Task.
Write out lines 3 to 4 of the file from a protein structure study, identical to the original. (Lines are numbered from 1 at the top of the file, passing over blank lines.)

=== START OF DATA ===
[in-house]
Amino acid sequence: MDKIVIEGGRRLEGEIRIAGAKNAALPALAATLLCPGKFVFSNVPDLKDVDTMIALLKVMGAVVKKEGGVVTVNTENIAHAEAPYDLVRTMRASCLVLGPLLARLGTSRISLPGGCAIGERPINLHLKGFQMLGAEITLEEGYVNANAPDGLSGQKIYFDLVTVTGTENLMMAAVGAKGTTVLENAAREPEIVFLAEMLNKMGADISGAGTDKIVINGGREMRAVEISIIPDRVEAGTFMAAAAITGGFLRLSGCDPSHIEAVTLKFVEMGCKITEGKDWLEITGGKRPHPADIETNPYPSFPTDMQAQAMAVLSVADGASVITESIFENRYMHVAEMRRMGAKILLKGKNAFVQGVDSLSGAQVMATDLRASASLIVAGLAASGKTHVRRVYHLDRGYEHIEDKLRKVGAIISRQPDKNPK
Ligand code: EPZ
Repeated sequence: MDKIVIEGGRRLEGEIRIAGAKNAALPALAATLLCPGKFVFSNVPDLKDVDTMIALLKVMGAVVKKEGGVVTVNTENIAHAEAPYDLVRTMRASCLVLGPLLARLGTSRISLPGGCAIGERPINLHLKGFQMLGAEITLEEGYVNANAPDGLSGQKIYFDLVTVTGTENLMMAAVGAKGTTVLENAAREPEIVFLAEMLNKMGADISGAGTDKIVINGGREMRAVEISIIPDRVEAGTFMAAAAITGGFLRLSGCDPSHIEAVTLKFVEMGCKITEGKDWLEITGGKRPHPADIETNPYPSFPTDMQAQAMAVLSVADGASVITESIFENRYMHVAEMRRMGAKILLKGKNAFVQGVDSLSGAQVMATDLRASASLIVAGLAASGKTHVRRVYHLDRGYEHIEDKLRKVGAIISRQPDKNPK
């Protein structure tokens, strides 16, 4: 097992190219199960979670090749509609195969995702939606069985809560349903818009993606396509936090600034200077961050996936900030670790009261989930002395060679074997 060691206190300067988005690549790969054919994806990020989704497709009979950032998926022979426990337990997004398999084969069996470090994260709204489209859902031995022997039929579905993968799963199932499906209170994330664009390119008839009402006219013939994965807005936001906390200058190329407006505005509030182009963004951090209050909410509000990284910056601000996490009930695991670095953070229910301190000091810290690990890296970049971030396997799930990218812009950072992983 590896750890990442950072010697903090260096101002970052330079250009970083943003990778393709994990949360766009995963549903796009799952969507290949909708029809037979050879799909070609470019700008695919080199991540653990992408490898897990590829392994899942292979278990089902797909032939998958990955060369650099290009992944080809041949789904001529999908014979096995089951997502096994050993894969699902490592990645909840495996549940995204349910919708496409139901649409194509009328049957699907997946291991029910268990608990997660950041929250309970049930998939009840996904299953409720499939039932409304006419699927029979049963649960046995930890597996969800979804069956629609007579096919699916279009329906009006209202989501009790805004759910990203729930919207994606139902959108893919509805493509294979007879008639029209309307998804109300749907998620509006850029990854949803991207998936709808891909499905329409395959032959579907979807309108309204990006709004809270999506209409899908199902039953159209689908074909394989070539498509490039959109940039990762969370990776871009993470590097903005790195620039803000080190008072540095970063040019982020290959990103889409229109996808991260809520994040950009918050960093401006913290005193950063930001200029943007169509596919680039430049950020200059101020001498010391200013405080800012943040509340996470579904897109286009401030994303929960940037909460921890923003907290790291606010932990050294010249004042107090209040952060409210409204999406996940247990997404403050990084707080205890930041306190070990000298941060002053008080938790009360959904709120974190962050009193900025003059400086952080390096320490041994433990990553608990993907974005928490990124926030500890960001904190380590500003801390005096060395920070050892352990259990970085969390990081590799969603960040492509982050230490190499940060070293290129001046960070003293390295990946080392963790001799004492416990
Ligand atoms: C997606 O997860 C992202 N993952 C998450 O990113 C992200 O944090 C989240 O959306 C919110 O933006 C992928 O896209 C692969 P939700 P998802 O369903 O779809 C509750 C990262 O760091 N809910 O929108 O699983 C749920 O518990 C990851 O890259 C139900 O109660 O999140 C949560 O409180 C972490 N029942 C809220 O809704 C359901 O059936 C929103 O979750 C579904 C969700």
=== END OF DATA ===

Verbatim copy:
Ligand code: EPZ
Repeated sequence: MDKIVIEGGRRLEGEIRIAGAKNAALPALAATLLCPGKFVFSNVPDLKDVDTMIALLKVMGAVVKKEGGVVTVNTENIAHAEAPYDLVRTMRASCLVLGPLLARLGTSRISLPGGCAIGERPINLHLKGFQMLGAEITLEEGYVNANAPDGLSGQKIYFDLVTVTGTENLMMAAVGAKGTTVLENAAREPEIVFLAEMLNKMGADISGAGTDKIVINGGREMRAVEISIIPDRVEAGTFMAAAAITGGFLRLSGCDPSHIEAVTLKFVEMGCKITEGKDWLEITGGKRPHPADIETNPYPSFPTDMQAQAMAVLSVADGASVITESIFENRYMHVAEMRRMGAKILLKGKNAFVQGVDSLSGAQVMATDLRASASLIVAGLAASGKTHVRRVYHLDRGYEHIEDKLRKVGAIISRQPDKNPK